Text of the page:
JFET Matching/Sorting

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Could someone kindly describe a simple circuit for measuring turn-off voltage (Vgs off) for JFETs (both P and N channel, J210, J177)? Something that makes use of a single resistor and, say, a +/- 11V power supply. The turn-off range for the N-channel J210 is -3V ~ -1V, and that for the P-channel J177 is 0.8V~2.3V. I have a batch of parts of both I need to sort according to Vgs(off) and Idss.

Vgs(off) is typically measured at a constant Source to Drain voltage, but you can get a good idea with a constant Gate to Drain voltage. For N-channel JFET connect Gate to ground and Drain to +11. Now simply measure the Source voltage to ground with a DVM. Some people suggest using a 1 Meg resisitor from Source to ground, but it is not necessary. For P-channel, simply reverse the voltage polarity.
The one and only
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I connect the Source and Gate to ground (for N) and measure the current.

With an 11 volt supply and assuming a typical value of 10 mA, use 100 ohms
in series with the Drain (the voltage drop across it will give you the Idss) for
a Vds of about 10V, and connect the other side of the resistor to +11V.

Reverse the supply polarity for P channel.

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where did you find that Vp (Vgs off) measurement method?
I just tried it and it does not work.
2sk170, Idss 6.3mA, Vp -0.511V
Using your "no -ve & no resistor" method I measure +0.845V (+ve not -ve.)
i.e. the error for the example shown is 1.35V
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The one and only
Joined 2001
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This test is easy and cheap, but it is probably not how the manufacturer
measures it.

With no Source to Ground resistance, what you will see is the fet working
into the impedance of the meter. The Source will measure positive with
respect to ground, giving a negative Vgs value.

The Source resistor you want depends on at what value you specify the
Drain current at pinch-off, which will never be zero. The 2SK170 is spec'd at
0.1 uA and -0.2 to -1.5V as I recall. That means a pretty high resistance
value, around a megohm, and for this test to be really accurate you have
to recursively adjust the resistor value until the current is 0.1 uA.

You have to ask yourself whether you want to go to the trouble of doing
that. Why do you need to measure the pinch off voltage?

Vgs(off) should be interpeted as the Gate to Source voltage required to reduce Drain current to near zero (actually to the value specified in test conditions) with reference to the Source at the specified Drain to Source voltage. So the black lead of the DVM should be connected to the Source and would read a negative voltage for an N channel JFET. Sorry, I didn't specify a polarity for the DVM.

0.511V at 1Meg would be 0.511 uA
0.845V at 10Meg would be 0.0845 uA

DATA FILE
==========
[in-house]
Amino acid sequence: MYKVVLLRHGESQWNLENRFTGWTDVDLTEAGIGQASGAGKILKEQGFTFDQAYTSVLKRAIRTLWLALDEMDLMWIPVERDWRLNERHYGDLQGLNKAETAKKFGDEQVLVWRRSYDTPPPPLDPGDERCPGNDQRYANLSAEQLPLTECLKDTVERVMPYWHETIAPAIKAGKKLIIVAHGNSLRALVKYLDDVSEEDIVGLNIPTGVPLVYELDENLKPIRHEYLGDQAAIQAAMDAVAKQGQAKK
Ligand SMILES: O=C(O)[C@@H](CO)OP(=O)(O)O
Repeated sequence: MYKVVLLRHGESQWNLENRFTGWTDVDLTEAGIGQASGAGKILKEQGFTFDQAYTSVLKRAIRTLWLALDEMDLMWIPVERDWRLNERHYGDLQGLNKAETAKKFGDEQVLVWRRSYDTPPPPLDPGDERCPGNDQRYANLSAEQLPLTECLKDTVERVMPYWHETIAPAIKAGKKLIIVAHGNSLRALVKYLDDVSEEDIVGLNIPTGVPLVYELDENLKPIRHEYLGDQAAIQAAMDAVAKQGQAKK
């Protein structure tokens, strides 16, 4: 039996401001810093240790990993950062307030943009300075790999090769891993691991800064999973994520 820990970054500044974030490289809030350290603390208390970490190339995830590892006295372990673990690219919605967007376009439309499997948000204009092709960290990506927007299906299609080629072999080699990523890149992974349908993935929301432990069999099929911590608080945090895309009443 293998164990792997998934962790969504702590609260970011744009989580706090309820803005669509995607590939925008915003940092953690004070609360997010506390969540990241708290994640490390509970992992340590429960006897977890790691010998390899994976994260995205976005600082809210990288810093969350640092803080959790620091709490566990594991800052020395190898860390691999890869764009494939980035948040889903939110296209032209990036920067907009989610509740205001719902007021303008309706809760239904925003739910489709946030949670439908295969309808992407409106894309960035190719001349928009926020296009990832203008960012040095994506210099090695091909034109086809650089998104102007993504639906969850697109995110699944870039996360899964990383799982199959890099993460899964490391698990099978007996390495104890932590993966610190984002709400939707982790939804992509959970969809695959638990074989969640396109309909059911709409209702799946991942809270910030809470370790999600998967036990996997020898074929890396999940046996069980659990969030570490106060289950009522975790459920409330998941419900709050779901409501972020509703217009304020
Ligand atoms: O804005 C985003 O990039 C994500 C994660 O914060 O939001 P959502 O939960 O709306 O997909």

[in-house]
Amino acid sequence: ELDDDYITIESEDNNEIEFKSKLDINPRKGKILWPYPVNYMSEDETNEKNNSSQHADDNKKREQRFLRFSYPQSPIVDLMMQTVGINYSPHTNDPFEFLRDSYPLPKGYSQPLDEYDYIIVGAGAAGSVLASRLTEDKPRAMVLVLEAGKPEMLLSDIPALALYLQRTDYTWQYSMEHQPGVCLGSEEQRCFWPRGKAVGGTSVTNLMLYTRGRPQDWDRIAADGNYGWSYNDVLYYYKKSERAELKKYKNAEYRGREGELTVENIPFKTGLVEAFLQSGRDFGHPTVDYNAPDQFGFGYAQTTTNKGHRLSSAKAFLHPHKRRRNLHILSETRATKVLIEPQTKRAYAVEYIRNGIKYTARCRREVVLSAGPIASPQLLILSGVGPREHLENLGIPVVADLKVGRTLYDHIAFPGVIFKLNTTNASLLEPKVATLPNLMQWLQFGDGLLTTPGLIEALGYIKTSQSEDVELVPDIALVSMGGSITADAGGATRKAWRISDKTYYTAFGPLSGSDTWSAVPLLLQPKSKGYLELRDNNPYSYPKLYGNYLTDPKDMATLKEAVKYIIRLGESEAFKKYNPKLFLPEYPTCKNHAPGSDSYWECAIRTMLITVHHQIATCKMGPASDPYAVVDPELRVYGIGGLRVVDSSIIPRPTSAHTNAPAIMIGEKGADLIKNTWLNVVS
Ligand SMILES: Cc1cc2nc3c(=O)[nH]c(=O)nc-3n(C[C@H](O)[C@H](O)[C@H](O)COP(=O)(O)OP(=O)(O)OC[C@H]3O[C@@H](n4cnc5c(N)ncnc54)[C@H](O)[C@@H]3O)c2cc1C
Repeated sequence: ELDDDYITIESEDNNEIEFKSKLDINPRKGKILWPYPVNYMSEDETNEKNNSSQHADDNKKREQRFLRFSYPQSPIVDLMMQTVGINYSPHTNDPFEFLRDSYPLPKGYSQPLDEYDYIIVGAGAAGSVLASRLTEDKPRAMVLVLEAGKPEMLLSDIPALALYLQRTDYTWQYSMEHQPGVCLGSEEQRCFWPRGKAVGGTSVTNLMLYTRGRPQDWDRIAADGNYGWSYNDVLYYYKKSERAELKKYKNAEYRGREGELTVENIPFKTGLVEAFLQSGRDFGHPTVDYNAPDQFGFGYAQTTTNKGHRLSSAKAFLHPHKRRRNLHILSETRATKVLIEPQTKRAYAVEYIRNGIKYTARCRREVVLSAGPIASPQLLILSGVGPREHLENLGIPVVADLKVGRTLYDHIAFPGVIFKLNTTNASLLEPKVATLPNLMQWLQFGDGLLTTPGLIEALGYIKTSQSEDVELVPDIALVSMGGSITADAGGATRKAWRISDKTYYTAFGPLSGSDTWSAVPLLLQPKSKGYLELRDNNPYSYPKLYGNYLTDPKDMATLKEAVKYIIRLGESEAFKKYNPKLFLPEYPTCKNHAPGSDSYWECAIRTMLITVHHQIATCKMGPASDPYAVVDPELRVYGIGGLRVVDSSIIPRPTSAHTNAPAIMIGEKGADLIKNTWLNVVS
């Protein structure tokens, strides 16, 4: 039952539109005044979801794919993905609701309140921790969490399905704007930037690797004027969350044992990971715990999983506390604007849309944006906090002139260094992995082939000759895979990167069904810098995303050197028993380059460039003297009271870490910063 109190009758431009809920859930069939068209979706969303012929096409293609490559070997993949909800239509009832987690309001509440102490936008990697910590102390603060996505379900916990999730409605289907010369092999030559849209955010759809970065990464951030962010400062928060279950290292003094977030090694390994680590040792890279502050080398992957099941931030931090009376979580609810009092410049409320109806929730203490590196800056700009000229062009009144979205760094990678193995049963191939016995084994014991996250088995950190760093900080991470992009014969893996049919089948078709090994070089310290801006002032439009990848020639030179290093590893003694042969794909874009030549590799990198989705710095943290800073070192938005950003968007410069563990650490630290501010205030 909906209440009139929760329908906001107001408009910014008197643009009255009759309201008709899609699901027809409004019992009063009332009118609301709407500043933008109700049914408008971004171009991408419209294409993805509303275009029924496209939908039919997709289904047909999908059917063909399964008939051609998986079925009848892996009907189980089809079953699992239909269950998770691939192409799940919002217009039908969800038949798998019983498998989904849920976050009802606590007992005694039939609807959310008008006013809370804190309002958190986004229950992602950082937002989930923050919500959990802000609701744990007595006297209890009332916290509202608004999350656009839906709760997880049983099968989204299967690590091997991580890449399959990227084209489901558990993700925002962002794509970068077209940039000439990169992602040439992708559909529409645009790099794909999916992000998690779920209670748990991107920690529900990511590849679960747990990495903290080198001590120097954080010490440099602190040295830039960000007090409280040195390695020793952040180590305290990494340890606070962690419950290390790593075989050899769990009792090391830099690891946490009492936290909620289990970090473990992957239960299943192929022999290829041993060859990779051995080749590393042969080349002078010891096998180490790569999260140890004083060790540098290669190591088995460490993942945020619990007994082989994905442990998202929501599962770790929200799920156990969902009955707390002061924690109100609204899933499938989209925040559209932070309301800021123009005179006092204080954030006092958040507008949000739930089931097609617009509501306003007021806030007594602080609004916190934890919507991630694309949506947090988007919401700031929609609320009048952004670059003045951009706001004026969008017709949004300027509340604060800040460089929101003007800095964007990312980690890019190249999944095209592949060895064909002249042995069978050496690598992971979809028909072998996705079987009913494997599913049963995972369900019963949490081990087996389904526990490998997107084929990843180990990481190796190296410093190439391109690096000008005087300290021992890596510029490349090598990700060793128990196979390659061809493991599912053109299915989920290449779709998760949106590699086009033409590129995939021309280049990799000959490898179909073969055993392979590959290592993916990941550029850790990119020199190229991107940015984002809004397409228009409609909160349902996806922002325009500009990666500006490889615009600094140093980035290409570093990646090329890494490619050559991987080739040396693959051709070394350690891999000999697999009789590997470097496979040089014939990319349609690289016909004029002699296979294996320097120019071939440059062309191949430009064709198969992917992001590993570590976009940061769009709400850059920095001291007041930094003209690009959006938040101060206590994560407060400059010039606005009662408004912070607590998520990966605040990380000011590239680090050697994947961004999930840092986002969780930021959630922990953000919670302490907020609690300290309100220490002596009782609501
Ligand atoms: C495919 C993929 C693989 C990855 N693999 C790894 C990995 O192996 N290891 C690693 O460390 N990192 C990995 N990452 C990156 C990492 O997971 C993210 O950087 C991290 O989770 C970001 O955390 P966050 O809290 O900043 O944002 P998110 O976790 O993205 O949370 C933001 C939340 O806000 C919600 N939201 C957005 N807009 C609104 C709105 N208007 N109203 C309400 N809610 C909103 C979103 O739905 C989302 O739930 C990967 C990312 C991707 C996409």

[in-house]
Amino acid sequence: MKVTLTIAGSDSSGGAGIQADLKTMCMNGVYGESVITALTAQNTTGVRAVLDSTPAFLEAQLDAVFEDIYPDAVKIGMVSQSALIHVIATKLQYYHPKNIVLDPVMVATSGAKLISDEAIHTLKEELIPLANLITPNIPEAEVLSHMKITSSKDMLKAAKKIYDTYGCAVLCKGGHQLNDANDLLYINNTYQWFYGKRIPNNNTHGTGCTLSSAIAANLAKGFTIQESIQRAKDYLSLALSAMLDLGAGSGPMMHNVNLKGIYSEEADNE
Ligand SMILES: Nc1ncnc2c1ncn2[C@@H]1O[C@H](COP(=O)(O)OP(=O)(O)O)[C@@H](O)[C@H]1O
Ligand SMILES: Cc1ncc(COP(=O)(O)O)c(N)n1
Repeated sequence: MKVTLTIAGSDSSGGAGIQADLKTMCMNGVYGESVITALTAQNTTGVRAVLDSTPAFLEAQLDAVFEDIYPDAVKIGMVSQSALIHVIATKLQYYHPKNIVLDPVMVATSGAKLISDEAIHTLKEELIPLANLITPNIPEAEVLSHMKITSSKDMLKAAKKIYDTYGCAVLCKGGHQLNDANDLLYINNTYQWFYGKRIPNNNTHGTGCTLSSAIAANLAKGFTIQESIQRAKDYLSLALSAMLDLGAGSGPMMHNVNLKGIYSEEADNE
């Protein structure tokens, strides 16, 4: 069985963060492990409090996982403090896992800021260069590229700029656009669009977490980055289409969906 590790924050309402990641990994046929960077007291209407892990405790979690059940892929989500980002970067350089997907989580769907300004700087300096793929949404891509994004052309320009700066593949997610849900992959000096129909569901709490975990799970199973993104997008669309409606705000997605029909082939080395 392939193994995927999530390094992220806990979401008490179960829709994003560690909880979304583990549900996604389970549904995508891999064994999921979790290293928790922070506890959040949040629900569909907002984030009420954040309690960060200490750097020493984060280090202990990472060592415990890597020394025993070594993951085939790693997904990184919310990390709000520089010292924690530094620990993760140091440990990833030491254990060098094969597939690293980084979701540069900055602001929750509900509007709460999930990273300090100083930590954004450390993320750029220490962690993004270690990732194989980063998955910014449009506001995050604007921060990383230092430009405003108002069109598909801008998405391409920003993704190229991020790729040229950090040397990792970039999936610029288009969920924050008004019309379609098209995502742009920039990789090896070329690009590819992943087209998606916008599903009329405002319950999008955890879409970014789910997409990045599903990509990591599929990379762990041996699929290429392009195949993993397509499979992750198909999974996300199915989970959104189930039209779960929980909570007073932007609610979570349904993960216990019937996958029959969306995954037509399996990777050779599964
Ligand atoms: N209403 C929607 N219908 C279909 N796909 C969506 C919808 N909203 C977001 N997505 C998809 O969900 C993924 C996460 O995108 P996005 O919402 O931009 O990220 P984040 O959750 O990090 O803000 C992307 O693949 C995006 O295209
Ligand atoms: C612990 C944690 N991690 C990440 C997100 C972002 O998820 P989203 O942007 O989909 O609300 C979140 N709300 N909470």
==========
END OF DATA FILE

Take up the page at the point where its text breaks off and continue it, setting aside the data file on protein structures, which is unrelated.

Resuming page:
Note that the Toshiba data sheet sepcifies Vgs(off) is tested at at 0.1uA. What they are saying is that at -1.5Vgs the current will be less than 0.1uA. There will be some variation depending on the the exact current the part is tested at as well as temperature and voltage. This little DIY test circuit should not be interpeted as something to measure device parameters exactly, merely as something for matching parts. For instance, you might see a couple of precent difference if you measure Idss at 9V instead of 10V. No biggie for matching as long as you measure them all at the same voltage, hopefully somewhat close to the circuit you intend to use the parts in.
Want to measure pinch-off voltage, or gm?


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Much like curve tracing to match fets that we know have already been characterized by the manufacturer using guess what? -a curve tracer, I find testing for Vp a waste of time and effort -we're not going to operate it at Ids=0 anyway. A curve trace might be needed if fets are suspected/found to be fakes and the seller insists they're genuine and balks to give a refund.

Find out your DC operating voltage (Vds) and your bias current (Ids) and match...heatsink it if needed and monitor temp if you can as a bonus.
...Why do you need to measure the pinch off voltage?


I bought a few JFETs from C-J to replace some that were damaged in my preamp from ESD. Since C-J supplied supposedly graded parts (for which they have to charge much more than for nominal parts), and since I am anticipating future damage to those parts again (it's very dry in the house and ESD events are frequent) I bought a large batch of nominal (ungraded) parts off the Web and want to make sure I can select the ones that are consistent with those C-J sent me. To do this, I thought it best to characterize both Vp and Idss, i.e., do it for the graded C-J parts and then select from the nominal parts those that have similar Vp and Idss values to the graded parts.

I have used Loudthud's method but with a 1M ohm resistor from source to ground (for the N-channel devices)

partialresponse, what type of jfets did you buy and from where? MANY of the jfets being sold on the web now are bogus re-badged parts that do not meet specs because they are not the parts that they say they are.

They are J177 (Calogic) and J210 (Fairchild). Bought them from a seller on eBay. They measure around the values of the ones C-J sent me so they're probably alright.

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